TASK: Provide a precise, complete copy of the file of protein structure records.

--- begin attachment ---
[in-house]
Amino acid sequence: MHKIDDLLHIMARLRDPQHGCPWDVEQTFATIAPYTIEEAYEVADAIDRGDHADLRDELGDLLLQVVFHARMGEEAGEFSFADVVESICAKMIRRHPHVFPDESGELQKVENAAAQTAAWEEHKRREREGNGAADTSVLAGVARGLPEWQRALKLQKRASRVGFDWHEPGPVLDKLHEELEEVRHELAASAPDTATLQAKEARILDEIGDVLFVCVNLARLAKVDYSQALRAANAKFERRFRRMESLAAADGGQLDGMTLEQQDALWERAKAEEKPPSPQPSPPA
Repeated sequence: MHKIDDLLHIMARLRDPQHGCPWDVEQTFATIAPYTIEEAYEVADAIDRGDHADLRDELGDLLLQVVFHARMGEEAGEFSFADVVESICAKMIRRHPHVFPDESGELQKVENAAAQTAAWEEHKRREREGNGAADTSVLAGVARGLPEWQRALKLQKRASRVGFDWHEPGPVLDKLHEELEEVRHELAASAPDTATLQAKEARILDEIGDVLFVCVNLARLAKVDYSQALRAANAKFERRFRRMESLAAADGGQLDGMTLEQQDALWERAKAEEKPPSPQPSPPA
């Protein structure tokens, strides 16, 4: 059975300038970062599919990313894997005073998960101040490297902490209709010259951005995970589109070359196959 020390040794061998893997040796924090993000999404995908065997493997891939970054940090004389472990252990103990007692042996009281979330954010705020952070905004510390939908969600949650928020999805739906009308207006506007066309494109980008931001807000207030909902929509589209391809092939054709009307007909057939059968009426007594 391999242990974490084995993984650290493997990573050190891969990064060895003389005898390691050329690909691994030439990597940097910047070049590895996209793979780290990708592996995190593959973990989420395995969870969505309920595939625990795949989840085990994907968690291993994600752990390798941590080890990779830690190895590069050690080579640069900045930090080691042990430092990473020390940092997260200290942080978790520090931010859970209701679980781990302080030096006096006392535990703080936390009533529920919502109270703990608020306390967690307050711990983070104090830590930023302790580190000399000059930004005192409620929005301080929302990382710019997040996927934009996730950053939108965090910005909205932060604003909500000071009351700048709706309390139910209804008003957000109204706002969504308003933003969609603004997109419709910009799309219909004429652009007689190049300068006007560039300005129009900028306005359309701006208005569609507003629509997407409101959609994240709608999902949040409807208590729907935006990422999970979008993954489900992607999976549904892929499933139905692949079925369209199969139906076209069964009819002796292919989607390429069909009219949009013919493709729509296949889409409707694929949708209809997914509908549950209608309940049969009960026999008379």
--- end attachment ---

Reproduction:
[in-house]
Amino acid sequence: MHKIDDLLHIMARLRDPQHGCPWDVEQTFATIAPYTIEEAYEVADAIDRGDHADLRDELGDLLLQVVFHARMGEEAGEFSFADVVESICAKMIRRHPHVFPDESGELQKVENAAAQTAAWEEHKRREREGNGAADTSVLAGVARGLPEWQRALKLQKRASRVGFDWHEPGPVLDKLHEELEEVRHELAASAPDTATLQAKEARILDEIGDVLFVCVNLARLAKVDYSQALRAANAKFERRFRRMESLAAADGGQLDGMTLEQQDALWERAKAEEKPPSPQPSPPA
Repeated sequence: MHKIDDLLHIMARLRDPQHGCPWDVEQTFATIAPYTIEEAYEVADAIDRGDHADLRDELGDLLLQVVFHARMGEEAGEFSFADVVESICAKMIRRHPHVFPDESGELQKVENAAAQTAAWEEHKRREREGNGAADTSVLAGVARGLPEWQRALKLQKRASRVGFDWHEPGPVLDKLHEELEEVRHELAASAPDTATLQAKEARILDEIGDVLFVCVNLARLAKVDYSQALRAANAKFERRFRRMESLAAADGGQLDGMTLEQQDALWERAKAEEKPPSPQPSPPA
């Protein structure tokens, strides 16, 4: 059975300038970062599919990313894997005073998960101040490297902490209709010259951005995970589109070359196959 020390040794061998893997040796924090993000999404995908065997493997891939970054940090004389472990252990103990007692042996009281979330954010705020952070905004510390939908969600949650928020999805739906009308207006506007066309494109980008931001807000207030909902929509589209391809092939054709009307007909057939059968009426007594 391999242990974490084995993984650290493997990573050190891969990064060895003389005898390691050329690909691994030439990597940097910047070049590895996209793979780290990708592996995190593959973990989420395995969870969505309920595939625990795949989840085990994907968690291993994600752990390798941590080890990779830690190895590069050690080579640069900045930090080691042990430092990473020390940092997260200290942080978790520090931010859970209701679980781990302080030096006096006392535990703080936390009533529920919502109270703990608020306390967690307050711990983070104090830590930023302790580190000399000059930004005192409620929005301080929302990382710019997040996927934009996730950053939108965090910005909205932060604003909500000071009351700048709706309390139910209804008003957000109204706002969504308003933003969609603004997109419709910009799309219909004429652009007689190049300068006007560039300005129009900028306005359309701006208005569609507003629509997407409101959609994240709608999902949040409807208590729907935006990422999970979008993954489900992607999976549904892929499933139905692949079925369209199969139906076209069964009819002796292919989607390429069909009219949009013919493709729509296949889409409707694929949708209809997914509908549950209608309940049969009960026999008379």